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Clark, Georgia Neese (27 January 1898–26 October 1995), U.S. treasurer, was born Georgia Neese in Richland, Kansas, the daughter of Albert Neese, a farmer and businessman, and Ellen O'Sullivan Neese. Her father, a self-made man, had prospered in the years before her birth and become the town's leading citizen, owning much of its property as well as the bank and general store. Although a Presbyterian, Georgia Neese briefly attended a small Catholic college in nearby Topeka after graduating from high school in 1917, then transferred to Washburn University in that city. She majored in economics at Washburn and was also active on campus, serving as president of several student organizations, including the drama club. Determined to become an actress, she moved to New York City following graduation in 1921 and enrolled at Sargent's Dramatic School....

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Corcoran, William Wilson (27 December 1798–24 February 1888), banker, investor, and philanthropist, was born in Georgetown, District of Columbia, the son of Thomas Corcoran, an Irish-born merchant, real estate seller, and local politician, and Hannah Lemmon. Corcoran, who is usually referred to as “W. W.” rather than William, was educated in local Georgetown schools and spent one year at Georgetown College (now Georgetown University). In 1815 he left college to go into the business of operating a dry goods store with his two older brothers, James and Thomas, Jr. In 1817 Corcoran opened a branch store, and by 1820, the three brothers expanded their interests to include an auction and commission house. After the company went bankrupt in a financial panic in 1823, Corcoran worked until 1847 to pay off all their creditors in full, an act that demonstrated his views regarding honor....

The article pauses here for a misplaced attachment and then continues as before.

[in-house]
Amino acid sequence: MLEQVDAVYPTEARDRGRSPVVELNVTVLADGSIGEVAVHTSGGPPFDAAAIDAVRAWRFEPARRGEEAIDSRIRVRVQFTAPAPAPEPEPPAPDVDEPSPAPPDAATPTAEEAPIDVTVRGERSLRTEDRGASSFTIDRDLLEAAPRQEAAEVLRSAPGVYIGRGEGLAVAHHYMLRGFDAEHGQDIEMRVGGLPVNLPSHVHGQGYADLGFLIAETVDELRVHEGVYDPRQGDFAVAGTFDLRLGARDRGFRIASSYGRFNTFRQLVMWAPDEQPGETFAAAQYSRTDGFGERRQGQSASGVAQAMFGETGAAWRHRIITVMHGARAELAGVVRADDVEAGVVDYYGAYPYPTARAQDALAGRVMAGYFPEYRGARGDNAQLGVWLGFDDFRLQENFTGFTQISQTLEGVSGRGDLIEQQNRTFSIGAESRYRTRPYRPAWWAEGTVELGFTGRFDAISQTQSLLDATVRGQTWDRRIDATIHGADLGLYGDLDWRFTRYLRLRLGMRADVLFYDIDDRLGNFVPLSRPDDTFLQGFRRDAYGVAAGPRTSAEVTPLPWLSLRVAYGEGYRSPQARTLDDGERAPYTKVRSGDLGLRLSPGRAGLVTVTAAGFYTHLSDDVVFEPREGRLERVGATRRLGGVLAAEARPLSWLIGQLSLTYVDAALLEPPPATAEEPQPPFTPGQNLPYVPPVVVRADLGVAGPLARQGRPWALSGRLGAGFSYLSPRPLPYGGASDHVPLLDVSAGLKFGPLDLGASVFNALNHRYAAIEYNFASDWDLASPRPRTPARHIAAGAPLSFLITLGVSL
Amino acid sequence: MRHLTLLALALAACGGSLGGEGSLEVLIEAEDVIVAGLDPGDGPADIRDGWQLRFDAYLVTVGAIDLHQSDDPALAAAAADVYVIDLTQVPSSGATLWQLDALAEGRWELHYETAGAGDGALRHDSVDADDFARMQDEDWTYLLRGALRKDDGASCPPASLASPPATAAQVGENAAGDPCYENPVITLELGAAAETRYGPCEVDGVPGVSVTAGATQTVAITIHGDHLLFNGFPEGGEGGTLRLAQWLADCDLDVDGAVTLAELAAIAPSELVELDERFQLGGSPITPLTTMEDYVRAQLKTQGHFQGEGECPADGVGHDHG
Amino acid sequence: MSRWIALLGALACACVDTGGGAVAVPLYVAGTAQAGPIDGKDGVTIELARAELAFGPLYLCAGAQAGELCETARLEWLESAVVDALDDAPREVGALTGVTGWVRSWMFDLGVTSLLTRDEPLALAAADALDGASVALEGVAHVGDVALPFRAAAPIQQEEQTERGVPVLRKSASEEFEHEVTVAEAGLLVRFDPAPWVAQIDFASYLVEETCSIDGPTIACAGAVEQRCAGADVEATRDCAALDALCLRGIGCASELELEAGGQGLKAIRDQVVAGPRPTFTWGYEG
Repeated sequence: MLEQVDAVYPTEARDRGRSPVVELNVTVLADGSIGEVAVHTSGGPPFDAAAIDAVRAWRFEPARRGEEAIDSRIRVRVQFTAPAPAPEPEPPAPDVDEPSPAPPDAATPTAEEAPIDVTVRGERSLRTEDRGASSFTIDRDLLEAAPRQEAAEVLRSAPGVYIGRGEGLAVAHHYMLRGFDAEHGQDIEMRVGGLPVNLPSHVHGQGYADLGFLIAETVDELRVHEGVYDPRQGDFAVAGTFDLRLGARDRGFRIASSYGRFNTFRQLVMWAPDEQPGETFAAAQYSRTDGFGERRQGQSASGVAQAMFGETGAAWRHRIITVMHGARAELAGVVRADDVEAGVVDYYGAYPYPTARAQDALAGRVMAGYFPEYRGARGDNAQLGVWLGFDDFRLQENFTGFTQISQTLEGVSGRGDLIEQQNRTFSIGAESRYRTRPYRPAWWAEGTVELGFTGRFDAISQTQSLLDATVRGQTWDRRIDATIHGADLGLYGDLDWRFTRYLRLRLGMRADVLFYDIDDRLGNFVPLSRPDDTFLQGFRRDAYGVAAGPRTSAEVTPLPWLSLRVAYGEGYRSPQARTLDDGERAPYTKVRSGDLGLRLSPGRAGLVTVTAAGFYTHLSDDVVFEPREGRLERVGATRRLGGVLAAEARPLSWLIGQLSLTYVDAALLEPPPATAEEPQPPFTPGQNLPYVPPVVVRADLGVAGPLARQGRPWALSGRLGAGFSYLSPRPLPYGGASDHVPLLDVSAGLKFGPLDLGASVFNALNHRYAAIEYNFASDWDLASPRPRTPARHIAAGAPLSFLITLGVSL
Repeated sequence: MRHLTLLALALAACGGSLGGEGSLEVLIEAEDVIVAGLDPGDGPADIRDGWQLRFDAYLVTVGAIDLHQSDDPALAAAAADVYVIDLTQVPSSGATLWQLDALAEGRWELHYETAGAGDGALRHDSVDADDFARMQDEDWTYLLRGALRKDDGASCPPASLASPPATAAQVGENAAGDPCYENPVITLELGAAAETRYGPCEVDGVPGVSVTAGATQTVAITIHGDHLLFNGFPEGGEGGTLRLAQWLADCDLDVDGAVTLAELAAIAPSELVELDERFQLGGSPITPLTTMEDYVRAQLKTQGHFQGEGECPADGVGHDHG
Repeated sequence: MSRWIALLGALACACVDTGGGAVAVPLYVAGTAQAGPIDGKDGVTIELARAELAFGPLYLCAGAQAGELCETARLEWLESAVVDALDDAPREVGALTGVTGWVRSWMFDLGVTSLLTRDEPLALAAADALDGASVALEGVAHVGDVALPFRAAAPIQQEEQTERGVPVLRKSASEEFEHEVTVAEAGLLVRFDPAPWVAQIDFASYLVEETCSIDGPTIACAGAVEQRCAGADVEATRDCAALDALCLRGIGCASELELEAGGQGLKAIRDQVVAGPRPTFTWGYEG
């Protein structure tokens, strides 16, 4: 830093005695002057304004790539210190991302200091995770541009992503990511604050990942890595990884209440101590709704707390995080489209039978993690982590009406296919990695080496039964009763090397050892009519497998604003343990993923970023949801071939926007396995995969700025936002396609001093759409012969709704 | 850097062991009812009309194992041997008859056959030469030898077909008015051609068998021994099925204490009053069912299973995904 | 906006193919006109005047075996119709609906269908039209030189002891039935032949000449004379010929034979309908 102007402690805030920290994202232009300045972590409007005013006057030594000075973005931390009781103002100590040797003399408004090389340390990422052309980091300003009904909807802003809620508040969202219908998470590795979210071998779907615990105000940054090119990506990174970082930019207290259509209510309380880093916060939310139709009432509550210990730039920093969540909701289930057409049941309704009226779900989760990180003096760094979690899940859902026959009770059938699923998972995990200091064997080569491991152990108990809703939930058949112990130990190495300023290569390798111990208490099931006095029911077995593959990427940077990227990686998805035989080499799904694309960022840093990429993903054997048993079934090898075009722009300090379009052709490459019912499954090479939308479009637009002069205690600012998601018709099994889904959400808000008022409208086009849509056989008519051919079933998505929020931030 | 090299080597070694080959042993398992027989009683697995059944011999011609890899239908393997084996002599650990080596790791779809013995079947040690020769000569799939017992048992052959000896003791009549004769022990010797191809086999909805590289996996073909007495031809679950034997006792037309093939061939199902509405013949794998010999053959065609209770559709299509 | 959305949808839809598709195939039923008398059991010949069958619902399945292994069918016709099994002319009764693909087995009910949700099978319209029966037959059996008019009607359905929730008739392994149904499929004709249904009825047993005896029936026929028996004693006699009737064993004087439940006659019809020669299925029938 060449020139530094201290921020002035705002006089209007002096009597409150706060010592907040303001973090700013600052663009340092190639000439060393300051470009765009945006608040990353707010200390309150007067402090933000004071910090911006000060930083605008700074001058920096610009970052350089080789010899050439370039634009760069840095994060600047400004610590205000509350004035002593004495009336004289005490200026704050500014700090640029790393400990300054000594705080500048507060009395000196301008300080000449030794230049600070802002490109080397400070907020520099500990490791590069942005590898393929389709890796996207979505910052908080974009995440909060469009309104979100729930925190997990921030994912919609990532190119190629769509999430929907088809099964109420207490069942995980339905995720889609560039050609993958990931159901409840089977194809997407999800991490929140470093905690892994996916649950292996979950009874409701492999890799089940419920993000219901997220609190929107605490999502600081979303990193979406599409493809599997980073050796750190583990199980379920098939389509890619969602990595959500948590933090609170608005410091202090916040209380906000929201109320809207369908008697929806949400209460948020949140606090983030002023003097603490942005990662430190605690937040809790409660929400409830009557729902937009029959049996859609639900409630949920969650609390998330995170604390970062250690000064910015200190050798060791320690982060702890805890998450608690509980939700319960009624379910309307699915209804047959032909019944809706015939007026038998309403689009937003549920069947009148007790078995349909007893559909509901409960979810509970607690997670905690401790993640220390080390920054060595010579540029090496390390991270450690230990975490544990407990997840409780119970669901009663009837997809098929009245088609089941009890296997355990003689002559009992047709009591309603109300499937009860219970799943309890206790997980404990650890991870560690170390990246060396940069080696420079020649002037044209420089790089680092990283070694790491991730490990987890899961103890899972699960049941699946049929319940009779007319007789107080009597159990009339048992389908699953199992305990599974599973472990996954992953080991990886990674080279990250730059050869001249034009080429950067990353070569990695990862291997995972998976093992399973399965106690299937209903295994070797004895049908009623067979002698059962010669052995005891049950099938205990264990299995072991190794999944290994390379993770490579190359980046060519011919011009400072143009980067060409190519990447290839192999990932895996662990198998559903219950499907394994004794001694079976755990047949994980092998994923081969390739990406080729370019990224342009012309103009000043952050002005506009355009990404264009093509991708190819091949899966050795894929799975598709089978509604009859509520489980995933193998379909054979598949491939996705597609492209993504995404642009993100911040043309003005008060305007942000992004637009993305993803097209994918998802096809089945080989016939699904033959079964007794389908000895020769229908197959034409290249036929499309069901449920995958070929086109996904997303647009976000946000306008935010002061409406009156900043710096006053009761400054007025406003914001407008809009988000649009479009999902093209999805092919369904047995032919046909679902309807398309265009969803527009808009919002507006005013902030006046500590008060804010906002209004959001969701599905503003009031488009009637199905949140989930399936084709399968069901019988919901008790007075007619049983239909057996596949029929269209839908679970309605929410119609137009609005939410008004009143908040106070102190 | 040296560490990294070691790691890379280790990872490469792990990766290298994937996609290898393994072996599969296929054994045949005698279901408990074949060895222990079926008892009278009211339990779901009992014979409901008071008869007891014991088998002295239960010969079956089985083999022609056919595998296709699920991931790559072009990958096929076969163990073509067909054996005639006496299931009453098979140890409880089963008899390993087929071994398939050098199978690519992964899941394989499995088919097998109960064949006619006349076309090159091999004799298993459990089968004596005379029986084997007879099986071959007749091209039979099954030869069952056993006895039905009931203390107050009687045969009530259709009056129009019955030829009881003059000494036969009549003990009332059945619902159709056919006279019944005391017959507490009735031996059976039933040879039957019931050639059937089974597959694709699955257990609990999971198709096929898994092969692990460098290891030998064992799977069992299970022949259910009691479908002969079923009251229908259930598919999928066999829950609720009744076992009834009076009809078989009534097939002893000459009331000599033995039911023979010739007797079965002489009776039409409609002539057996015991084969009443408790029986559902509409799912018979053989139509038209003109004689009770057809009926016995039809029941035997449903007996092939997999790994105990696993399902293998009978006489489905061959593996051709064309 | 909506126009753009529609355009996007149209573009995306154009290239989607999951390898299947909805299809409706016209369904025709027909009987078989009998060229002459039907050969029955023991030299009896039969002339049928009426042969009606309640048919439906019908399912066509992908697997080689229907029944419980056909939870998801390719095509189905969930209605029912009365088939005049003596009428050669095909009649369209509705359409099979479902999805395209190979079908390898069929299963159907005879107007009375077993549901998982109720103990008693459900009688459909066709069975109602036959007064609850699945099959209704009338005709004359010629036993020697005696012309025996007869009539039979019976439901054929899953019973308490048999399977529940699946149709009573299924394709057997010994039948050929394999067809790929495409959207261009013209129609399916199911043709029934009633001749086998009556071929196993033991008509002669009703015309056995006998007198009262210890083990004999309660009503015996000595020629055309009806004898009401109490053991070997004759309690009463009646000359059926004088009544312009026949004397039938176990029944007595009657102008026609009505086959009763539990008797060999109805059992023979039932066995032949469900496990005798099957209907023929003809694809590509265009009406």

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Davison, Henry Pomeroy (13 June 1867–06 May 1922), banker and chairman of the American National Red Cross War Council, was born in Troy, Pennsylvania, the son of George Bennett Davison, a merchant of farm implements, and Henrietta Bliss Pomeroy. Davison attended public school in Troy until 1882, when his grandmother provided money for him to attend Greylock Institute in Massachusetts. In the summers he worked as a schoolteacher, but once he completed his education he became a clerk in the Troy bank owned by his Pomeroy uncles....

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Dawes, Charles Gates (27 August 1865–23 April 1951), banker and vice president of the United States, was born in Marietta, Ohio, the son of General Rufus R. Dawes and Mary Beman Gates. His father served gallantly in the Civil War and later went into the lumber business and served one term in Congress. Dawes earned his B.A. (1884) and M.A. (1887) from Marietta College and his LL.B. (1886) from the Cincinnati Law School. In 1887 he moved to Lincoln, Nebraska, to practice law. He was an earnest opponent of the entrenched railroad powers, spending hours in court fighting discriminatory rail rates. His initial investments in real estate paid off, however, and he gradually became more sympathetic to conservative business views. For the rest of his life he would promote and defend the contribution of business and businessmen to the increasing wealth of the United States. He married Caro Blymyer of Cincinnati in 1889, and they had two children. After their son drowned in 1912, the couple adopted two more children. Although conservative, Dawes was always willing to hear opposing viewpoints. In Lincoln, Dawes became lifelong friends with ...